A series of mine explosions from March 12-16, 1903, killed nine mine workers. Three men remain entombed in the mine. A second mine was sunk to the west, and mining operations resumed. More than 2,000 people lived in Cardiff at its peak. Cardiff had a church, a school, two banks, two grain elevators, a semi-pro baseball team, a bottling plant, railroad passenger service, a hotel, numerous saloons, and other businesses. Prosperity continued for Cardiff until the high quality coal ran out and the Wabash Railroad, the mine's biggest customer, refused to buy Cardiff coal. The mine closed in 1912.
A total of 18 men died in mine accidents in Cardiff.
Almost as fast as the town developed, it disappeared. Houses and other buildings were
dismantled or moved whole. Today the town of Cardiff is gone, yet remains a legally
incorporated village. Two large hills of waste from the mine are monuments to the
people who lived, worked, and died here. Dozens of acres that had been homes, stores,
yards, and streets have now gone back to farmland.
Erected 2007 by Herscher Area Historical Society and the Illinois State Historical Society.
Marker series. This marker is included in the Illinois State Historical Society marker series.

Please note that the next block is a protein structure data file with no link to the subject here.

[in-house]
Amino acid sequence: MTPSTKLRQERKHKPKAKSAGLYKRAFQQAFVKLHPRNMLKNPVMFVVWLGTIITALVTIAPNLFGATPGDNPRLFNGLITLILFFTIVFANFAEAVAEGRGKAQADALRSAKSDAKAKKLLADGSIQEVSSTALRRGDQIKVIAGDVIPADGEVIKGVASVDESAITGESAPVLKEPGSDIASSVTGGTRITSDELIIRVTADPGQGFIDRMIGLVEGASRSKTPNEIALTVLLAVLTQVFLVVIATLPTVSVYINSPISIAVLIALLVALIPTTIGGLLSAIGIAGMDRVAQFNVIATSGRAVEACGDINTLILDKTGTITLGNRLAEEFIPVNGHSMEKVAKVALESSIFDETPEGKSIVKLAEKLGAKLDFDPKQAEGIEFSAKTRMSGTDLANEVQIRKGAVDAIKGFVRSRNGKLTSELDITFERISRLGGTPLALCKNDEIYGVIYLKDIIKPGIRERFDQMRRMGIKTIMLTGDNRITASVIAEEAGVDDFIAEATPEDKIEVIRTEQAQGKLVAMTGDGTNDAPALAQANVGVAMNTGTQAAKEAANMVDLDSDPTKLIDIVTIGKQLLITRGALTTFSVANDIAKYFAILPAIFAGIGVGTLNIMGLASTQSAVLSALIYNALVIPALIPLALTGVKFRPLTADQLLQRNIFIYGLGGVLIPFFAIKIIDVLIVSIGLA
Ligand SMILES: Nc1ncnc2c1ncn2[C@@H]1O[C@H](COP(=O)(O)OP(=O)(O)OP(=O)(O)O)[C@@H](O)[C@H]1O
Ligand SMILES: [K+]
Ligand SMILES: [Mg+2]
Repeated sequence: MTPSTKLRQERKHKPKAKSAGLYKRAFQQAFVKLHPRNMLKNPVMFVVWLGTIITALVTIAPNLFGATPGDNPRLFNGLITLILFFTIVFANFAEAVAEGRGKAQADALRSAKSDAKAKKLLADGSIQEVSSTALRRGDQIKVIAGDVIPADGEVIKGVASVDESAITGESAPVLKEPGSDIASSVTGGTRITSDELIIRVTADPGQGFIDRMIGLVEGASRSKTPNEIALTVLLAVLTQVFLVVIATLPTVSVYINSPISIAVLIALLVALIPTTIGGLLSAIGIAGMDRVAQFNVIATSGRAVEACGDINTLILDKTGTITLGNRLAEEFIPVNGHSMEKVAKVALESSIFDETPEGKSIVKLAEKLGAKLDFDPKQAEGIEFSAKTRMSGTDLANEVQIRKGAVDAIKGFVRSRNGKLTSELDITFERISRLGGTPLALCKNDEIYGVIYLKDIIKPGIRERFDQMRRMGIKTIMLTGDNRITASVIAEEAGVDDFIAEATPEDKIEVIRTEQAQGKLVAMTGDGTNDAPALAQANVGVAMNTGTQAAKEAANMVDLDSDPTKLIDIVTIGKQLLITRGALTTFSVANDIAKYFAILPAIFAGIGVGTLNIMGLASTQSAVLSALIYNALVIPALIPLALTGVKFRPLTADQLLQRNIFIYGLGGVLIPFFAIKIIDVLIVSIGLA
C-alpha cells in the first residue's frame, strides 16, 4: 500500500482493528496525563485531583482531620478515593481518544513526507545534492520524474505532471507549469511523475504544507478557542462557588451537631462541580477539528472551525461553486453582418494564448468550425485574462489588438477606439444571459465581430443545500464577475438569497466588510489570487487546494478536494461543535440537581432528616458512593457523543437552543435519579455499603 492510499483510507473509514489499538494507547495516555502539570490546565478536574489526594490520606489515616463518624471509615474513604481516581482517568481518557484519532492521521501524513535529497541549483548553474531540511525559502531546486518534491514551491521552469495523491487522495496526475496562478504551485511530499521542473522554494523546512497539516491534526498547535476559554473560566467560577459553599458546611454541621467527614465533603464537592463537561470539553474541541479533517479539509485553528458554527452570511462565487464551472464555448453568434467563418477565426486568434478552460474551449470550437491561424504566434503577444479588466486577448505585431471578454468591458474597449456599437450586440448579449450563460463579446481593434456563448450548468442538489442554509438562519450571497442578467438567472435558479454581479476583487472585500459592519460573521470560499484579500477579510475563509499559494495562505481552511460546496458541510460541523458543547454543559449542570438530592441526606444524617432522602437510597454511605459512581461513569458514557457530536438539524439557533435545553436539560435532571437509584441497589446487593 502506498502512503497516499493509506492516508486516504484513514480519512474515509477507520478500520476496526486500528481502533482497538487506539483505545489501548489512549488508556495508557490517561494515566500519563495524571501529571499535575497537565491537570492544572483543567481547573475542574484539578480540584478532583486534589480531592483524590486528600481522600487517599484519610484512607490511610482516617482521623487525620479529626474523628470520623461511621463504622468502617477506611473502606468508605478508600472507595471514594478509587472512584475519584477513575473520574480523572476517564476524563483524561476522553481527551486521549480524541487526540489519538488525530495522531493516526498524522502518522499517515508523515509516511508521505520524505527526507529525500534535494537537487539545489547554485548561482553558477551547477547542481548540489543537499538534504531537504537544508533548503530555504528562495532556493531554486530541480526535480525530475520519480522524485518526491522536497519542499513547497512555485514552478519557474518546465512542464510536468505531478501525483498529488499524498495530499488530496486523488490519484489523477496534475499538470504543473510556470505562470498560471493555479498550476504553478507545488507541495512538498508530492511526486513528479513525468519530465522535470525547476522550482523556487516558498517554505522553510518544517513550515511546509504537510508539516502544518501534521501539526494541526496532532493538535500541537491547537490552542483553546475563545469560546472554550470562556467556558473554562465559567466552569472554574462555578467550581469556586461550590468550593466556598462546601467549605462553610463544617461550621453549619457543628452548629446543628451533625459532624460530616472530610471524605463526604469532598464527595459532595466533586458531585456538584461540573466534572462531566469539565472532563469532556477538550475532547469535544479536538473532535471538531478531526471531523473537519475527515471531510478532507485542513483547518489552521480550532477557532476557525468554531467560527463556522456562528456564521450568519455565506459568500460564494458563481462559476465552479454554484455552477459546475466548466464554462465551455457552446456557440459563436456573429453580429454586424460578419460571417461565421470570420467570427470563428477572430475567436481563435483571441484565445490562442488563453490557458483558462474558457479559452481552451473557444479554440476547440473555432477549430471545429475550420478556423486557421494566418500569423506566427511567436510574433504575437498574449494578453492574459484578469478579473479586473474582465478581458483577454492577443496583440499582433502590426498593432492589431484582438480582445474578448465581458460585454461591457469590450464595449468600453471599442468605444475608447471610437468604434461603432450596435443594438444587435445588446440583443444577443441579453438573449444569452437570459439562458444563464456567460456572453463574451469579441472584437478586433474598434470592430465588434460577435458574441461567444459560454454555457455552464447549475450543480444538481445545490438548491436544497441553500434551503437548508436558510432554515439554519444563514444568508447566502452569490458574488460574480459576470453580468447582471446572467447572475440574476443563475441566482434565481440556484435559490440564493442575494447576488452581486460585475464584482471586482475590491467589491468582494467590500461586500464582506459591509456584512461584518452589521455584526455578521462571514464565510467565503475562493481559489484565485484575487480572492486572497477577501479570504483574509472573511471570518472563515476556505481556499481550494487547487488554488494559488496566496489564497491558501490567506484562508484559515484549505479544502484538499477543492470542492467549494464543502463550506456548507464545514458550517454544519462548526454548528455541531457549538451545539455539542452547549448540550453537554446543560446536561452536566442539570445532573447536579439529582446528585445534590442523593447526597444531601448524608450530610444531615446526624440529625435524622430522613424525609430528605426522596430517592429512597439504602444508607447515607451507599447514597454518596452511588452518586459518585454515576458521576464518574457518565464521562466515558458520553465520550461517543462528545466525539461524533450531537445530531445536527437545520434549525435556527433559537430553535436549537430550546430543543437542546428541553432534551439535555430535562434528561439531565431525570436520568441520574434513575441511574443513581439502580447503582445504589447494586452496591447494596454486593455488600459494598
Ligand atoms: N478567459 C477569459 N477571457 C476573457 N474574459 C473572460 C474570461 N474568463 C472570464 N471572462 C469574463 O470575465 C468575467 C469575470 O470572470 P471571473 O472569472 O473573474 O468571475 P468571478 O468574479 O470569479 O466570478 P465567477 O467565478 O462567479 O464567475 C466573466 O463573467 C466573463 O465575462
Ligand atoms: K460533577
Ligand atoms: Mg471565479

Location. 41° 3.163′ N, 88° 17.266′ W. Marker is near Dwight, Illinois, in Livingston County. Marker is at the intersection of County Road N 3400E and County Road E 2900N, on the left when traveling north on County Road N 3400E. Touch for map. Plaque is just beyond a small gravel area on the west side of the road, just north of the intersection. Marker is in this post office area: Dwight IL 60420, United States of America.
Additional keywords. Ghost town
Categories. • Industry & Commerce • Settlements & Settlers •
Credits. This page was last revised on June 16, 2016. This page originally submitted on September 18, 2011, by Cindi Knox of Joliet, Illinois. This page has been viewed 767 times since then. Photo 1. submitted on September 18, 2011, by Cindi Knox of Joliet, Illinois. • Bill Pfingsten was the editor who published this page.